e10vq
Table of Contents

 
UNITED STATES SECURITIES AND EXCHANGE COMMISSION
Washington, D.C. 20549
 
 
 
 
Form 10-Q
 
 
 
 
     
þ
  QUARTERLY REPORT PURSUANT TO SECTION 13 OR 15(d) OF THE SECURITIES EXCHANGE ACT OF 1934
     
     
    For the Quarterly Period Ended September 30, 2006
     
 
or
     
     
o
  TRANSITION REPORT PURSUANT TO SECTION 13 OR 15(d) OF THE SECURITIES EXCHANGE ACT OF 1934
     
     
    For the transition period from          to          
 
Commission File Number 000-29472
 
AMKOR TECHNOLOGY, INC.
(Exact name of registrant as specified in its charter)
 
     
Delaware
  23-1722724
(State of incorporation)   (I.R.S. Employer
Identification Number)
 
 
1900 South Price Road
Chandler, AZ 85248
(480) 821-5000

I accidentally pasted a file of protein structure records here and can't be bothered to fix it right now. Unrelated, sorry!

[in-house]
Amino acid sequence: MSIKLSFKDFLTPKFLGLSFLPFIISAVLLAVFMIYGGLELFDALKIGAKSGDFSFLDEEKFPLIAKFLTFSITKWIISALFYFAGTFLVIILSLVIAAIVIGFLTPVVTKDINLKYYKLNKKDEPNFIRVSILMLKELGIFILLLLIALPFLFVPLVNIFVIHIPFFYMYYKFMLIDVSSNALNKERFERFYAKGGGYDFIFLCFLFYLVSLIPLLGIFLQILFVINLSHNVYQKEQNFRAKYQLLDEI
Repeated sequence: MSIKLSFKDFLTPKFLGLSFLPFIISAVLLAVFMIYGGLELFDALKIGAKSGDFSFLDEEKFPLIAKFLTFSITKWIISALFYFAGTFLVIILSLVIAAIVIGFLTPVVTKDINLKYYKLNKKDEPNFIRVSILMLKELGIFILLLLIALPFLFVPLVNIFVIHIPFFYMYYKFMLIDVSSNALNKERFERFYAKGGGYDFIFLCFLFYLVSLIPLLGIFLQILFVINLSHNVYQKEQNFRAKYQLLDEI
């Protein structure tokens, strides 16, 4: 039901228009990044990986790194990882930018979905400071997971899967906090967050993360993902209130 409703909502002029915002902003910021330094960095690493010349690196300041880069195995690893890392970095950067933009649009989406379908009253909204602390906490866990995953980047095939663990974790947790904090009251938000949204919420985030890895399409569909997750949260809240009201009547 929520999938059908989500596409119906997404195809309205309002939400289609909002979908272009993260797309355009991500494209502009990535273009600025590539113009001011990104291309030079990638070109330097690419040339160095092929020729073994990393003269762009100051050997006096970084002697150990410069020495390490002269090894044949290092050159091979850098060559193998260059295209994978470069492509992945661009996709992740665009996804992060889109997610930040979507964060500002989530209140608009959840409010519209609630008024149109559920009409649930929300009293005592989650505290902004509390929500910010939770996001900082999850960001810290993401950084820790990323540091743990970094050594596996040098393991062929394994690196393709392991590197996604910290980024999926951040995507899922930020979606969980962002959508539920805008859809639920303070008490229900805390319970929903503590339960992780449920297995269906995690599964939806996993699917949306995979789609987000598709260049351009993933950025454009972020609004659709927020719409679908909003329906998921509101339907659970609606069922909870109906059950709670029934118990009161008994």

(Address of principal executive offices and zip code)
 
Indicate by check mark whether the registrant (1) has filed all reports required to be filed by Section 13 or 15(d) of the Securities Exchange Act of 1934 during the preceding 12 months (or for such shorter period that the registrant was required to file such reports), and (2) has been subject to filing requirements for the past 90 days.  Yes þ     No o
 
Indicate by check mark whether the registrant is a large accelerated filer, an accelerated filer, or a nonaccelerated filer. See definition of “accelerated filer and large accelerated filer” in Rule 12b-2 of the Exchange Act. (Check one):
Large accelerated filer o     Accelerated filer þ     Non-accelerated filer o
 
Indicate by check mark whether the registrant is a shell company (as defined in Rule 12b 2 of the Exchange Act).  Yes o     No þ